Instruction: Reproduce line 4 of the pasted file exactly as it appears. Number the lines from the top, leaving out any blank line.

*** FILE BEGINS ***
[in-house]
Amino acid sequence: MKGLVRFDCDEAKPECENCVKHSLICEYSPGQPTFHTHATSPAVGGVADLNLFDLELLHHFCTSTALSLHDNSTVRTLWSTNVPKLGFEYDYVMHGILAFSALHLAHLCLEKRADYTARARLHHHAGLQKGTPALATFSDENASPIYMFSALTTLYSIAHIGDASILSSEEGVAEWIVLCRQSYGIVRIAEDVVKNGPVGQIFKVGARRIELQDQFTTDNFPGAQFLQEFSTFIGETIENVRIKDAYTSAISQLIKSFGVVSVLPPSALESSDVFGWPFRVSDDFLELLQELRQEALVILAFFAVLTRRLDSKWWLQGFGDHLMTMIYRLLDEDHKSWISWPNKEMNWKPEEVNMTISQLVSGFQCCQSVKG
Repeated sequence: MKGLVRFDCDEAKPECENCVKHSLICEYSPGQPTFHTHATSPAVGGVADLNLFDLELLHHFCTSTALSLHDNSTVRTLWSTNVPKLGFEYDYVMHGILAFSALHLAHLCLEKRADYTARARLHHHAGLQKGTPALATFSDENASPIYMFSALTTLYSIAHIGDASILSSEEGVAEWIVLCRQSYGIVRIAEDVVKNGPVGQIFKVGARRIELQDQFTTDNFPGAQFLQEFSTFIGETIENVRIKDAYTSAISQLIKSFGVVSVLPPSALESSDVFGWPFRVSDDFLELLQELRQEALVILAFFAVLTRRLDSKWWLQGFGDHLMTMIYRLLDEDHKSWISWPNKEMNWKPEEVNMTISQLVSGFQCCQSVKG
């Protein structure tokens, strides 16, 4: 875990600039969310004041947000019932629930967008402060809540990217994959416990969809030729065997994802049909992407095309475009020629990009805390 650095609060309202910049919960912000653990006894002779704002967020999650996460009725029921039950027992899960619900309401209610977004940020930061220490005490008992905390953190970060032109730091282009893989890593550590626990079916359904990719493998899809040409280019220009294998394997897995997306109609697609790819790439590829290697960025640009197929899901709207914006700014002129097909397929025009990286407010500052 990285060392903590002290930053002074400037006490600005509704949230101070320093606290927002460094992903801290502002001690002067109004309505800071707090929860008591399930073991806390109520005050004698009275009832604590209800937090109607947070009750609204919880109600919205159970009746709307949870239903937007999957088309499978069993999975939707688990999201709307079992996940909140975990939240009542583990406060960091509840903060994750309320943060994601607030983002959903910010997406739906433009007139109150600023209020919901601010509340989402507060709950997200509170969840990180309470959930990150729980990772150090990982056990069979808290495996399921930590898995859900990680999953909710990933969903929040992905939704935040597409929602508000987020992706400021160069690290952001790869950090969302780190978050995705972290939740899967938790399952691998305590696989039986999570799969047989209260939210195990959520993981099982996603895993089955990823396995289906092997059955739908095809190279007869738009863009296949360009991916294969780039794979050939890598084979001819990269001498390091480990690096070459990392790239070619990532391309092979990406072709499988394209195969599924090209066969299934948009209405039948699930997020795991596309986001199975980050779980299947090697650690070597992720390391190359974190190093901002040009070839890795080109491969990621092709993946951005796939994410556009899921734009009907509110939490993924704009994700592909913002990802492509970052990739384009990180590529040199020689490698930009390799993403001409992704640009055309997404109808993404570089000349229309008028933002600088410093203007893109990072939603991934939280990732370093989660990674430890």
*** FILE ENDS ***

């Protein structure tokens, strides 16, 4: 875990600039969310004041947000019932629930967008402060809540990217994959416990969809030729065997994802049909992407095309475009020629990009805390 650095609060309202910049919960912000653990006894002779704002967020999650996460009725029921039950027992899960619900309401209610977004940020930061220490005490008992905390953190970060032109730091282009893989890593550590626990079916359904990719493998899809040409280019220009294998394997897995997306109609697609790819790439590829290697960025640009197929899901709207914006700014002129097909397929025009990286407010500052 990285060392903590002290930053002074400037006490600005509704949230101070320093606290927002460094992903801290502002001690002067109004309505800071707090929860008591399930073991806390109520005050004698009275009832604590209800937090109607947070009750609204919880109600919205159970009746709307949870239903937007999957088309499978069993999975939707688990999201709307079992996940909140975990939240009542583990406060960091509840903060994750309320943060994601607030983002959903910010997406739906433009007139109150600023209020919901601010509340989402507060709950997200509170969840990180309470959930990150729980990772150090990982056990069979808290495996399921930590898995859900990680999953909710990933969903929040992905939704935040597409929602508000987020992706400021160069690290952001790869950090969302780190978050995705972290939740899967938790399952691998305590696989039986999570799969047989209260939210195990959520993981099982996603895993089955990823396995289906092997059955739908095809190279007869738009863009296949360009991916294969780039794979050939890598084979001819990269001498390091480990690096070459990392790239070619990532391309092979990406072709499988394209195969599924090209066969299934948009209405039948699930997020795991596309986001199975980050779980299947090697650690070597992720390391190359974190190093901002040009070839890795080109491969990621092709993946951005796939994410556009899921734009009907509110939490993924704009994700592909913002990802492509970052990739384009990180590529040199020689490698930009390799993403001409992704640009055309997404109808993404570089000349229309008028933002600088410093203007893109990072939603991934939280990732370093989660990674430890």